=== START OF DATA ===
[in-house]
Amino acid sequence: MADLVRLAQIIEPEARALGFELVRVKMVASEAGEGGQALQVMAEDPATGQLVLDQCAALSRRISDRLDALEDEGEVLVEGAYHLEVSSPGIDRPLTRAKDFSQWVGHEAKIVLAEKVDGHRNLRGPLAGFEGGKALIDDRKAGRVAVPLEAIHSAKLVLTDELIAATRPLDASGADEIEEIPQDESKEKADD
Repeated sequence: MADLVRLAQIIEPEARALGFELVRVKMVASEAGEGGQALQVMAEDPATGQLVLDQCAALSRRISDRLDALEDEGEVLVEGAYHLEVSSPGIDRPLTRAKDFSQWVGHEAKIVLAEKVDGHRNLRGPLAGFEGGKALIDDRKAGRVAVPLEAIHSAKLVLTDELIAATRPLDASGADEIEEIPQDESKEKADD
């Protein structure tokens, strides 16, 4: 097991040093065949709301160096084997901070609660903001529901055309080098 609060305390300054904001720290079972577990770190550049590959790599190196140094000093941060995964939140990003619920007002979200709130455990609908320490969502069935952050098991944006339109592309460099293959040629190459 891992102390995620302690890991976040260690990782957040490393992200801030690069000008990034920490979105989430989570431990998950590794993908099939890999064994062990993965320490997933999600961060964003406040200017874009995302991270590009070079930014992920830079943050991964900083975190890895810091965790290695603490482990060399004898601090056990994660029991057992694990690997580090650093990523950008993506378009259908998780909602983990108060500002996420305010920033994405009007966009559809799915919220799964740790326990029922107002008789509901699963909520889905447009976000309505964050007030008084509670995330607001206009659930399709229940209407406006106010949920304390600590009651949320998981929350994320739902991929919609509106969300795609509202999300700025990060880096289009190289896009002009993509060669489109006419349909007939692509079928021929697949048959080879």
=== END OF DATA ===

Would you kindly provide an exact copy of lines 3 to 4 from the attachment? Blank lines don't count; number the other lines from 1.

Repeated sequence: MADLVRLAQIIEPEARALGFELVRVKMVASEAGEGGQALQVMAEDPATGQLVLDQCAALSRRISDRLDALEDEGEVLVEGAYHLEVSSPGIDRPLTRAKDFSQWVGHEAKIVLAEKVDGHRNLRGPLAGFEGGKALIDDRKAGRVAVPLEAIHSAKLVLTDELIAATRPLDASGADEIEEIPQDESKEKADD
């Protein structure tokens, strides 16, 4: 097991040093065949709301160096084997901070609660903001529901055309080098 609060305390300054904001720290079972577990770190550049590959790599190196140094000093941060995964939140990003619920007002979200709130455990609908320490969502069935952050098991944006339109592309460099293959040629190459 891992102390995620302690890991976040260690990782957040490393992200801030690069000008990034920490979105989430989570431990998950590794993908099939890999064994062990993965320490997933999600961060964003406040200017874009995302991270590009070079930014992920830079943050991964900083975190890895810091965790290695603490482990060399004898601090056990994660029991057992694990690997580090650093990523950008993506378009259908998780909602983990108060500002996420305010920033994405009007966009559809799915919220799964740790326990029922107002008789509901699963909520889905447009976000309505964050007030008084509670995330607001206009659930399709229940209407406006106010949920304390600590009651949320998981929350994320739902991929919609509106969300795609509202999300700025990060880096289009190289896009002009993509060669489109006419349909007939692509079928021929697949048959080879």